Five Basic Guidelines to Improve Your Academic Writing

In the article today, we are going to discuss five ways to improve academic essay writing, TOEFL writing, IELTS writing, etc. This does not have to do with when you are writing a letter to your friend for example. We are talking about formal writing, maybe business writing, or academic writing.

Without further ado, let’s get started.

1. Do not use contractions

What is a contraction first and foremost? A contraction is a “shortcut”, the short form of the standard full word. Examples: “don’t”, “can’t”, “shouldn’t”, “couldn’t”, “wouldn’t”, “isn’t”, “haven’t”, “hasn’t” instead of “do not”, “cannot”, “should not”, etc.

Watch the video below to learn more about contractions.

2. Avoid “there is” and “there are”

Why would we avoid such formulations? One of the reasons is when we write, we want to write our ideas clearly and concisely. We don’t want the sentences to be long, but to the point and concise. Let’s consider two examples.

“There are many books the students have to read for their exams.” This sentence looks good but if you want to make a more appropriate sentence for academic writing, it should sound like this: “Students have to read many books for their exams.”

“There are many ongoing development projects that the company must carry out.” A better form in terms of academic writing would probably be: “The company must carry out many ongoing development projects.”

By taking out “there is” and “there are”, the sentence becomes stronger, clear, and to the point.

3. Avoid weak words such as “really”, “very”, “a lot”, “so”, “truly”, etc.

Such words weaken your writing. You need your writing to be strong and comprehensive. Let’s have few examples.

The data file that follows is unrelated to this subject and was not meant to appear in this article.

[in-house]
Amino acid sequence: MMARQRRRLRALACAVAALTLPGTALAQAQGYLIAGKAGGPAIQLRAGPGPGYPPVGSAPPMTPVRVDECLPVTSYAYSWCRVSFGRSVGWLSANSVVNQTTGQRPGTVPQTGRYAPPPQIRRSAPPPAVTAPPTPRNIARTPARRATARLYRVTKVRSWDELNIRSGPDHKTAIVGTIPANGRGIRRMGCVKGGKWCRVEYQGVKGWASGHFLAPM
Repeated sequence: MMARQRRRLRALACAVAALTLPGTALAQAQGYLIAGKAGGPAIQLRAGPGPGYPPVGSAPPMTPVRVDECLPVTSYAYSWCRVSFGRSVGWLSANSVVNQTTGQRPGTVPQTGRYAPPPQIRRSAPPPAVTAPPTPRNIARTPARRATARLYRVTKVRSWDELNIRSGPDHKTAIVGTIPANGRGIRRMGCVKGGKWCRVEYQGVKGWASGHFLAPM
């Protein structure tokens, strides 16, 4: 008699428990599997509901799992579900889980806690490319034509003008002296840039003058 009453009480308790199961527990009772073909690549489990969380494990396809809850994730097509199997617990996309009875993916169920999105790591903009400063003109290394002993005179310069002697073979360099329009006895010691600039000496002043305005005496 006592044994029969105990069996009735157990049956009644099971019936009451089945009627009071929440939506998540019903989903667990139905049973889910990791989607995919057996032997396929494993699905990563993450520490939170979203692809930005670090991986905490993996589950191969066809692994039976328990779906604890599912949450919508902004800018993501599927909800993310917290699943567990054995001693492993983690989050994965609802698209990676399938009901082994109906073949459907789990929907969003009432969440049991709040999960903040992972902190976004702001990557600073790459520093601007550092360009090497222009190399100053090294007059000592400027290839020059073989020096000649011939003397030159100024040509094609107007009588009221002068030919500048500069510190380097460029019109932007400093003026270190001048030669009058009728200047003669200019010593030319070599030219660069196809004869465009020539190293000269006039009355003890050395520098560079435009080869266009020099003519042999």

“Many people think like is very hard.” How can we improve this sentence? Instead of using “very hard” use a stronger word such as “difficult”, “complicated”, “challenging”, etc. So,¬†“Many people think like is difficult.”

Other examples:

“The bill is really controversial.” -> “The bill is controversial.”

“A lot of women don’t earn enough nowadays.” -> “Many women do not earn enough nowadays.”

“A lot of money is spent hand over fist.” -> “Much money is spent unconsciously.”

4. Passive vs. active voice

Unless you are in the science area (chemistry, physics, mathematics, etc), don’t use passive voice for academic writings related to sociology, humanities, psychology, etc. See why! Let’s have an example.

“The new trade regulations were successfully implemented by the government last week.” What’s the issue with the passive voice? Well, in the previous example, using passive voice takes away that the government implemented the new regulations, by diminishing the importance of the regulatory authority. So, in order the emphasise it, we use the active voice: “The government successfully implemented the new trade regulations last week.”

5. Use strong verbs

What is a strong verb and what is a weak verb? Let’s consider the following examples.

A weak verb “The sales representative gave assistance to my friend.” can be replaced with a strong verb “The sales representative assisted my friend.” What is the difference between the two sentences? In the first sentence, the word “assistance” is a noun. So, anytime you have a verb and a noun and the noun can be its own verb, use the noun in a verbal form instead.

Another examples: “made an objection” -> “objected”, “conducted and investigation” -> “investigated”, “did an audit” -> “audited”, etc.

Let’s consider more examples in the video below.

So here you have five tips brought to you by AdvancedWriters, that will certainly improve your academic writing skills.

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